Christianity as a whole is undergoing tremendous upheaval. Much of this is due to the culture shift in the Western world where the faith was long centered, a shift consisting of the loss of Christendom, the rise of secularism, and the displacement of modernity by postmodernity. Evangelicalism is not immune to this change. Our critical mass has shifted to the Global South in the last fifteen years: there, the church is experiencing growth. But Evangelicalism as a worldwide movement is in a period of redefinition.
Evangelicalism has always been about a theological vision of reality: Evangelicals are committed to God's revelation in Christ, his salvation offered to and for the world, and this Gospel as mediated through the Holy Bible. This theological vision will not and should not change, but we have already seen a change in its expression, because evangelicals also have a knack at adapting to surrounding environments. Redefinition in our post-Christendom, hyper-productive, post-modern, hyper-connected, over-saturated world will have to be vast and swift. We must become a movement that knows how to think on its feet in a culture that is malleable and fluid. Can we become a community that knows how to improvisationally live out the biblical narrative in a world that is updated hourly, mercurial in its opinions and favor, and highly cynical of institutionalized religion? Can we publicly love our God and love our neighbors in the tumult of cultural high seas?
I think we can, and I think we will. But I am unsure if a simple redefinition will get us there. Will Evangelicalism simply adapt? Or, as it interacts with and shares in the fortunes of Fundamentalism, Catholicism, Pentecostalism, Mainline Protestantism, and Orthodox churches, will something far more drastic happen to Christianity as a whole?
This is the other major option. If the various pieces of Christianity cannot redefine themselves and emerge as Evangelicalism 2.0, Fundamentalism (Second Edition), and the New Revised Standard Mainline Protestantism, Christianity as a whole is likely headed for world-up-ending change. This is not going to be like the emergence of the Holiness movement in 18th-century England, or like the arrival of Dispensationalism in 19th-century America. This will instead be like the Constantinian revolution in Rome, like the Protestant Reformation breaking from the Catholic Church. If we don't redefine ourselves, we will end up reforming ourselves.
But reformation for its own sake is pointless. At the end of the day, we are still tasked with being the city on the hill, the light in the darkness. Can Christians of all stripes break through the skepticism and cynicism to bring the reinvigorating hope of a New Heaven and a New Earth to our present numbness and over-saturation? Can we still be part of the inauguration of the Kingdom of God in the here and now as we wait for God's great not yet?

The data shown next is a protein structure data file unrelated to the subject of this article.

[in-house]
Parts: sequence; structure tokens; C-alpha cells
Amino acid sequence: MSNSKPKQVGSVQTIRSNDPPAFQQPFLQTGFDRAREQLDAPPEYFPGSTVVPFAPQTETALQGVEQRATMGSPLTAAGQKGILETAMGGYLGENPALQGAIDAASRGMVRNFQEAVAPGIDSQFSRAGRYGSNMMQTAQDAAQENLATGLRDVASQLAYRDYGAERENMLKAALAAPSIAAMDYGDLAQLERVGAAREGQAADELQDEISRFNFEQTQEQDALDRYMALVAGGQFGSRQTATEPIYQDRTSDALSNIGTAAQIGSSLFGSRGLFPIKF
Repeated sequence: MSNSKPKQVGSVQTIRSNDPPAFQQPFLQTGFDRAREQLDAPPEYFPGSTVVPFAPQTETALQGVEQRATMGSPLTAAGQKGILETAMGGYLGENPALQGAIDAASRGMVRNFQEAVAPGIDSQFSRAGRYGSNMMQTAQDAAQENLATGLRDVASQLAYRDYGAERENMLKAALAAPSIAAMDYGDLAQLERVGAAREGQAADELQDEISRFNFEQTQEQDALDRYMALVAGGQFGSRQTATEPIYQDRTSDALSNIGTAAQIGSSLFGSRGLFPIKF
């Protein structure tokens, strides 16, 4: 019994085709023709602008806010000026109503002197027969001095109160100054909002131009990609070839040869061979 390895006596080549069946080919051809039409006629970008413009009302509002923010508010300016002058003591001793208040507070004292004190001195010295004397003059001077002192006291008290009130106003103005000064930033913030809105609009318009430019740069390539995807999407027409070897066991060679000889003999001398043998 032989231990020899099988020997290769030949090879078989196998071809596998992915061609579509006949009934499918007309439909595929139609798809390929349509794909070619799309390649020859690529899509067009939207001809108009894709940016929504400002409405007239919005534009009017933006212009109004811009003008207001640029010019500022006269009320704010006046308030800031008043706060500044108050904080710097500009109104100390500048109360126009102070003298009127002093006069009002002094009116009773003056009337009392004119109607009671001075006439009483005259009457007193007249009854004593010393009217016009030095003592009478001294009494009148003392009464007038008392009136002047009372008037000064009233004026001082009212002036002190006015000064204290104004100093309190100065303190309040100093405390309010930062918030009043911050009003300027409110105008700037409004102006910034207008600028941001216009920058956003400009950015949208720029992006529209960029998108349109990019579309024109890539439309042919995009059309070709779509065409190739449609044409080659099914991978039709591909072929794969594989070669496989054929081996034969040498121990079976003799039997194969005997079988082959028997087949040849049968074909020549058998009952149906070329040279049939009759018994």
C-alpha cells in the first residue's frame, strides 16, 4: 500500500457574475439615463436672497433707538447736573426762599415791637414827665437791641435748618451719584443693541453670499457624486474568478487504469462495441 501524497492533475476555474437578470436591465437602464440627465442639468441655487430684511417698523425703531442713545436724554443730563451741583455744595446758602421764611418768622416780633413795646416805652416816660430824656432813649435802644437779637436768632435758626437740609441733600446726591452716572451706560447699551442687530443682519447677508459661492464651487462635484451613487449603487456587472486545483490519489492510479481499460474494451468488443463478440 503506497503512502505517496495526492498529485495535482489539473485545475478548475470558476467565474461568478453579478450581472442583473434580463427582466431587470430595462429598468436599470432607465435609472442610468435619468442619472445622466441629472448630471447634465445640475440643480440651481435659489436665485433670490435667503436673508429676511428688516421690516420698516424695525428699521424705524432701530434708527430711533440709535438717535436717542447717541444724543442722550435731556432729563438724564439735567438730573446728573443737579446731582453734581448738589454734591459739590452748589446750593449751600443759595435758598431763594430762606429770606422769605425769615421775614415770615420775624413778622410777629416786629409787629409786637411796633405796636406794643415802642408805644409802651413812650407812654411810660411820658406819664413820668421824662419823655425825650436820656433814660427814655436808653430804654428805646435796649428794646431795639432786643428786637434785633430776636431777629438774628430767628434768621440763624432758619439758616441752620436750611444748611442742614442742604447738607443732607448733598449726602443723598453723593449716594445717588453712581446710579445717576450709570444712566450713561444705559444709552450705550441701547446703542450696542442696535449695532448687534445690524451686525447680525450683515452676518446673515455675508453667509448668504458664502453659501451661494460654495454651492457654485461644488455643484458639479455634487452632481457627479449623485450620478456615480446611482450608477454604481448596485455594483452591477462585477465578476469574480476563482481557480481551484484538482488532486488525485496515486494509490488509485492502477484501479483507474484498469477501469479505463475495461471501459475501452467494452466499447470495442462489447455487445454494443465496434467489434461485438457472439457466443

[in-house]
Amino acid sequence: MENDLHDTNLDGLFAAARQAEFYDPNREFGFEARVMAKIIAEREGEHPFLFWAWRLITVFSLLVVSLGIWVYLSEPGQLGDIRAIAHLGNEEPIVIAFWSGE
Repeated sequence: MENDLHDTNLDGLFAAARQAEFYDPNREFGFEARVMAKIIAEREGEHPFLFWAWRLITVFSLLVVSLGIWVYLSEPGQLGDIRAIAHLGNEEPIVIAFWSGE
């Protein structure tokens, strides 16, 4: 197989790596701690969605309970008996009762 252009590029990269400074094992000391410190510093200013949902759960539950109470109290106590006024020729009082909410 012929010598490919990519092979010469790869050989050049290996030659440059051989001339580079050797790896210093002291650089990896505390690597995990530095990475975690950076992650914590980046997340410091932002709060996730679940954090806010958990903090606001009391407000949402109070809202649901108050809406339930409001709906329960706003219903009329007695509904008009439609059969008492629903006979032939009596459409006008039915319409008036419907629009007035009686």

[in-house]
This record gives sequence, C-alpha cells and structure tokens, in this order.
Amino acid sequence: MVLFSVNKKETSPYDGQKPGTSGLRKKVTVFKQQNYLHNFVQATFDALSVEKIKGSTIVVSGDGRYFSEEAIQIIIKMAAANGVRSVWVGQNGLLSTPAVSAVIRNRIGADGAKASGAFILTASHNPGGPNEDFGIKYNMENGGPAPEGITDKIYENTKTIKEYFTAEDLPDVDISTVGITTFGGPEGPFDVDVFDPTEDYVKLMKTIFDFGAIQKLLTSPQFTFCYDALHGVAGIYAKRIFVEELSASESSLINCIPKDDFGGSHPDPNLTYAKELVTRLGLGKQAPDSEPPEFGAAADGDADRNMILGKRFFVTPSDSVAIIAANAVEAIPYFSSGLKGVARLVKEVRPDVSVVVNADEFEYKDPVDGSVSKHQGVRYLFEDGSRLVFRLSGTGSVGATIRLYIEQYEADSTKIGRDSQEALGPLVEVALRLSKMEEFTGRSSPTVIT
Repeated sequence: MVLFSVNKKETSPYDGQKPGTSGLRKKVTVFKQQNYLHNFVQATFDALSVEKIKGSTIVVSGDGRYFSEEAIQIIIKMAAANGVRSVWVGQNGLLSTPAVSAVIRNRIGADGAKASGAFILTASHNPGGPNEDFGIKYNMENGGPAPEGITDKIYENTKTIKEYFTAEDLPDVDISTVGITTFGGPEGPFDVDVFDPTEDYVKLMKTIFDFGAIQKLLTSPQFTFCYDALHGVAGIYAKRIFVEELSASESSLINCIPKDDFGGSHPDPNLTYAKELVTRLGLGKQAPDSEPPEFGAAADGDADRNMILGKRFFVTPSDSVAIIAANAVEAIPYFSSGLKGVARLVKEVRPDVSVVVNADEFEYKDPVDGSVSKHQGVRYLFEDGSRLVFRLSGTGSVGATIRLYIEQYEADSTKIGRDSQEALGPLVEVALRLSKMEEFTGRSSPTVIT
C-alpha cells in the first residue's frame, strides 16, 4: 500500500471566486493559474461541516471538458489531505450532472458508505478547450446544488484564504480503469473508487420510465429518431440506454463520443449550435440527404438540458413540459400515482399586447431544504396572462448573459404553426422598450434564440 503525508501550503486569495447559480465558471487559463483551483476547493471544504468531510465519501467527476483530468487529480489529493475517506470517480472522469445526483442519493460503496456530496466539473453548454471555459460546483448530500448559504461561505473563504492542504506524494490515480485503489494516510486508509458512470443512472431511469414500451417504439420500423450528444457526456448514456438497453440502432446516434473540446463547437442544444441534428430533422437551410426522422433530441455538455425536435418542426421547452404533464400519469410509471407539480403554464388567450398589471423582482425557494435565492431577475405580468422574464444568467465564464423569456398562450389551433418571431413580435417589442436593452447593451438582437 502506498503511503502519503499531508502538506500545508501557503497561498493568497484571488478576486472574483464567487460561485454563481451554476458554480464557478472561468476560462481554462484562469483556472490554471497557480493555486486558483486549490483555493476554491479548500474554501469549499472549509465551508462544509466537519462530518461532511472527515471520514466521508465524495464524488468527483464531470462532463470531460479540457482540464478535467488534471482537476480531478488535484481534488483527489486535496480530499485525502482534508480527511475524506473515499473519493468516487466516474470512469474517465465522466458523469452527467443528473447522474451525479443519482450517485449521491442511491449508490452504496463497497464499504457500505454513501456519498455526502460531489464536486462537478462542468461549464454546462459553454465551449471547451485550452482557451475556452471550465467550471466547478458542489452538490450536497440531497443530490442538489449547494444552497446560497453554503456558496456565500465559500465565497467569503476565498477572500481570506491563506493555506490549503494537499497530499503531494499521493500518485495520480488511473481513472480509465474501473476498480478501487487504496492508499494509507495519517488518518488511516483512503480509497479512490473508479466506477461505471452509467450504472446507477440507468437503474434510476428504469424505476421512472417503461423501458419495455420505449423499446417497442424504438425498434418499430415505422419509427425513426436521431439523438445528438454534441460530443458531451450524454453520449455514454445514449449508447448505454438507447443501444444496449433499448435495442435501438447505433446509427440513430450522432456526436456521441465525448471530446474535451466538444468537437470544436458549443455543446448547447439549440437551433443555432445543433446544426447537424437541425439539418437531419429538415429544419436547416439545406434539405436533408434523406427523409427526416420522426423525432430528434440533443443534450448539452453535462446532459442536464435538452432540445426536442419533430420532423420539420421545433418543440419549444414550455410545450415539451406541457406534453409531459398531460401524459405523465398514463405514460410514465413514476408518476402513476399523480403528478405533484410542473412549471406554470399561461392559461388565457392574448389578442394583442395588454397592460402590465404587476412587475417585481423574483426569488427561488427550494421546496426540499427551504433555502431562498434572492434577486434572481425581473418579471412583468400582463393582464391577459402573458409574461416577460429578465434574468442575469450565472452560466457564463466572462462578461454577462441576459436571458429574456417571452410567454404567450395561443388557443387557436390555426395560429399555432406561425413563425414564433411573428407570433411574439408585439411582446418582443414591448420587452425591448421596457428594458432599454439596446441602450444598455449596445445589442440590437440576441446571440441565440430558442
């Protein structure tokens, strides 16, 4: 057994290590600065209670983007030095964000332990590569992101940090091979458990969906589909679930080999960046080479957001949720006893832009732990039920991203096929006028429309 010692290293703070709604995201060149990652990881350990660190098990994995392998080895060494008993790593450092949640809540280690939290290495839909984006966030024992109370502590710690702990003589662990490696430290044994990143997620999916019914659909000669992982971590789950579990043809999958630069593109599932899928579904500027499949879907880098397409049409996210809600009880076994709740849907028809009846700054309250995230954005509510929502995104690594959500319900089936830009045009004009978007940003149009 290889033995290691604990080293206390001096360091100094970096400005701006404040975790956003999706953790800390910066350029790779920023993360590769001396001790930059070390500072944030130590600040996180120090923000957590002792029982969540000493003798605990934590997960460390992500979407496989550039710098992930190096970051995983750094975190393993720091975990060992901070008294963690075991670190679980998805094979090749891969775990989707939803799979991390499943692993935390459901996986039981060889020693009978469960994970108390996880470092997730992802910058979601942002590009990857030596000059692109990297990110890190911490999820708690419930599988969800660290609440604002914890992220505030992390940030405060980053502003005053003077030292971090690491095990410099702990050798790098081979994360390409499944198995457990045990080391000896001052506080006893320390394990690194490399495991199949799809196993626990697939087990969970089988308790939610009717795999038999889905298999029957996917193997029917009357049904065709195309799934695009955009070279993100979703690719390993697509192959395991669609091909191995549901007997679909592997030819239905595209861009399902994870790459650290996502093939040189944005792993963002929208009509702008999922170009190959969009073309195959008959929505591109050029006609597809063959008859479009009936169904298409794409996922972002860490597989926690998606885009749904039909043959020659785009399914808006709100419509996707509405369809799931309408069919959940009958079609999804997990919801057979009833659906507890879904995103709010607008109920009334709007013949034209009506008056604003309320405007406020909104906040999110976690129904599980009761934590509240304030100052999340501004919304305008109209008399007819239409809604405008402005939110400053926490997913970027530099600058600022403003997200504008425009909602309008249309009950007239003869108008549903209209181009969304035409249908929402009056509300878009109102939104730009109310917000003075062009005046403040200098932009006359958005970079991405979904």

Whether evangelicals redefine themselves or all of Christianity experiences a new reformation, our faith will likely move into a grassroots mode, away from the ecclesial-industrial complex it has operated in for so long. Whichever pieces of Christianity survive the tempest will have taken to heart the observations of Lesslie Newbigin, Richard Mouw, and others: we must learn to coexist peacefully while preaching the Gospel in a pluralistic society.
We live and will continue to live in a world marked by deep theological and religious differences. I don't believe that Christianity is going to disappear, but neither do I see Islam, Buddhism, Hinduism, or any number of other religions simply falling off the map. On the contrary, we are more connected to people of other faiths now than ever before. We had best learn to live with that reality without succumbing to hate, fear, or disdain of those who believe differently than us.
We will also need to come to a new understanding of integrity. Christians in general have been prone to a disembodied faith, a faith that focuses on abstractions, on what happens in our souls, after death, in heaven. We are strong on talk, partly because talk is easy; talk is natural. What is neither easy nor natural is picking up our crosses and following Christ. Yes, there are many people in many places that are following Jesus in wonderful, faithful ways. But there are many of us that are not. We must find coherence between our speech and our action. Will we actually clothe the naked, fight for justice, live in holiness, feed the hungry, and oppose the tyrannical? Will we be the Good Samaritan who cares for the one in need at cost to ourselves? Will we learn to love our neighbors in tangible ways more than money, more than comfort? The coming change will hinge on this issue of integrity. The new Christianity, the new Evangelicalism, will be built on Christians who speak and live like Christ.